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Why do Ambulances have Chains underneath them?

  1. J.S.Matthew profile image83
    J.S.Matthewposted 6 years ago

    Why do Ambulances have Chains underneath them?

    Every time I see an Ambulance drive by me I hear and see chains clinking and clanking underneath the vehicle. Why do they do this? Is it to warn animals ahead or some other reason?


  2. duffsmom profile image60
    duffsmomposted 6 years ago

    Bear with me for a minute as we go into left field for just a second.  Grocery carts at our grocery store have small chains hanging down from the bottom of the cart to the floor.  I always wondered why until I heard the manager telling someone that it grounds the cart to avoid a static electricity shock.

    Could the same hold true of the ambulance?

  3. Specialist5 profile image68
    Specialist5posted 6 years ago

    All the school buses in CT and many pieces of heavy equipment I see have chains as well.  I've never asked this of anyone but have always wondered myself.  I figured it had something do with grounding and electricity.  Now it's been confirmed.

    So why don't all vehicles have chains?  What's different about cars, etc. that they don't need them or aren't required to have them?

  4. bloggerjones profile image75
    bloggerjonesposted 6 years ago

    When I worked as a Paramedic in Colorado, we used a product from a company called "Onspot" for winter driving.  The idea was that there was a hydraulic swing-arm above each tire with a number of short chains connected.  When the system was put into use, the arm would lower and rotate, effectively swinging the chains under the tires as the vehicle made its way down the road.

    All that to say, when the system was not being used for winter driving, there were just chains hanging below the ambulance.

    Along the same lines, many trucks, etc. store their "tire chains" under the vehicle.

  5. JamesGrantSmith profile image59
    JamesGrantSmithposted 4 years ago

    In the UK Ambulances do not have chains.

    1. J.S.Matthew profile image83
      J.S.Matthewposted 4 years agoin reply to this

      That's very interesting JamesGrantSmith. Thanks for sharing your information.


  6. Jon A Webb profile image59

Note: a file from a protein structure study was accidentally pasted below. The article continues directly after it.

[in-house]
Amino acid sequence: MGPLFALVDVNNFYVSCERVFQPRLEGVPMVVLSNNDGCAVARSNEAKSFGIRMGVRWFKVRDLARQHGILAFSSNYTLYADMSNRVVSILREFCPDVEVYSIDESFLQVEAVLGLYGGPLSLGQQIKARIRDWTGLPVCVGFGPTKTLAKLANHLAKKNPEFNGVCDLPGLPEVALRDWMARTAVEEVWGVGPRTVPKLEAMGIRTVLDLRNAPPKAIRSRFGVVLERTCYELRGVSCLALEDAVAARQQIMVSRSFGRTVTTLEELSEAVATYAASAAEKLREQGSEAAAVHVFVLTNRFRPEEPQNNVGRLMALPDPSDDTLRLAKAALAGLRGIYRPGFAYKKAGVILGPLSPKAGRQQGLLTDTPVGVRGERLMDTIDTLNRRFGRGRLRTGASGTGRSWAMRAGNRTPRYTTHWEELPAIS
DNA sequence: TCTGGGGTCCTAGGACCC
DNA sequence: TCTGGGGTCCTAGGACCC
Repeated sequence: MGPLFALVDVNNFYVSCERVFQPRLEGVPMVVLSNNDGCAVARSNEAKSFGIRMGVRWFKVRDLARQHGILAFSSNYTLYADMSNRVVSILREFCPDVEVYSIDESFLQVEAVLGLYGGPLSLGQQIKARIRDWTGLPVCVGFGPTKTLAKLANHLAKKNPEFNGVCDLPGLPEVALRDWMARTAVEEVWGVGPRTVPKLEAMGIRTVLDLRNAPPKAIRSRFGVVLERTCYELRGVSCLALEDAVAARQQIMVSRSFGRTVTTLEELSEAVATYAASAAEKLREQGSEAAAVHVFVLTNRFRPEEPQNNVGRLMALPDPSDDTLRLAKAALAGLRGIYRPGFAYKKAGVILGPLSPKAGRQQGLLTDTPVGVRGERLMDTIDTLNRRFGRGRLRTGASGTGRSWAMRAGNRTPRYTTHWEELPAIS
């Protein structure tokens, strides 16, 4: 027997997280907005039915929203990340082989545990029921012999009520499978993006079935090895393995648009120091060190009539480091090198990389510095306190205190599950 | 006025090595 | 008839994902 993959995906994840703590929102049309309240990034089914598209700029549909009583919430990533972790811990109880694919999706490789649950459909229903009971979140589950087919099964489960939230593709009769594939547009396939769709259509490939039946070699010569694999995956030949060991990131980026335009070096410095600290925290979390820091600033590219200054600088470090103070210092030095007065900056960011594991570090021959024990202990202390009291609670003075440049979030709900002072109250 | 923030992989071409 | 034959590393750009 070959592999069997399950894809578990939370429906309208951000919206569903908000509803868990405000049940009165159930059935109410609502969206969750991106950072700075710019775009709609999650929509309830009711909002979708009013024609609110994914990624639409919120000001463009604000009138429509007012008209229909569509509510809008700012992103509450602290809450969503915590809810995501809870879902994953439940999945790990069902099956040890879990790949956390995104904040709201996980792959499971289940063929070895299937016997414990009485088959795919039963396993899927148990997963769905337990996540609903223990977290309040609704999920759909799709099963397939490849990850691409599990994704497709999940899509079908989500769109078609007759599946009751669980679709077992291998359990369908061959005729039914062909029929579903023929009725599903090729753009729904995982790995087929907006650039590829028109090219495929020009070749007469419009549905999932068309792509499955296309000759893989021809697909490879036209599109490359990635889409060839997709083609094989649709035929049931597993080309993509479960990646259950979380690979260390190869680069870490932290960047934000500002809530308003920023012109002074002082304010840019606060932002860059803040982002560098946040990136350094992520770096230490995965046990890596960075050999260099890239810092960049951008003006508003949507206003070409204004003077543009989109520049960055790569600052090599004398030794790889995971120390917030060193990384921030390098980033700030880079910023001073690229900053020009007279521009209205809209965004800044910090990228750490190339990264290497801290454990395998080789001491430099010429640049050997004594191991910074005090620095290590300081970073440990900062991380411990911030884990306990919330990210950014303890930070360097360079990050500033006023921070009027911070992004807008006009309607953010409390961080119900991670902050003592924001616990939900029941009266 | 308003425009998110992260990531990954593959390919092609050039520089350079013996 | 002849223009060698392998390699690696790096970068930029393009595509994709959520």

Jon A Webbposted 3 years ago

    The automatic tire chains answer is correct, at least for ambulances. If you look at the chains they are not actually dragging on the road, so they would not work to ground the ambulance. And in any case, the idea of static electricity somehow building up and affecting systems INSIDE the ambulance doesn't make sense, first because the interior of the ambulance would have the same charge, and second because of Coulomb's law.
    Also, look at the diagram here: http://www.carguydad.com/wp-content/gal … spot-2.jpg -- the chains you see under ambulances look exactly the same. They are there for traction, not static discharge.

  7. ryan-cd profile image69
    ryan-cdposted 14 months ago

    Interesting question, in my country Ambulances don't have chains, so it may be something for traction if you are in a country like Canada that snows allot?

  8. profile image59
    MindMatters2posted 12 months ago

    The chains that are usually located in front of rear axle or rear end, is for wintery roads, school buses usually have them as well. It makes sense for icy roads. To cause heat to the ground for solid tread contact. For safe driving.

  9. LauraTallo profile image80
    LauraTalloposted 8 months ago

    My father has to have a special device dragging under his vehicle to keep electrons from making his heart defibrillator from going off.

  10. WheelScene profile image90
    WheelSceneposted 7 months ago

    Interesting, these are not chains for winter driving on the tires? They may be suspension related, to raise and lower the vehicle, sometimes you will see chains on Handicap Accessible vehicles.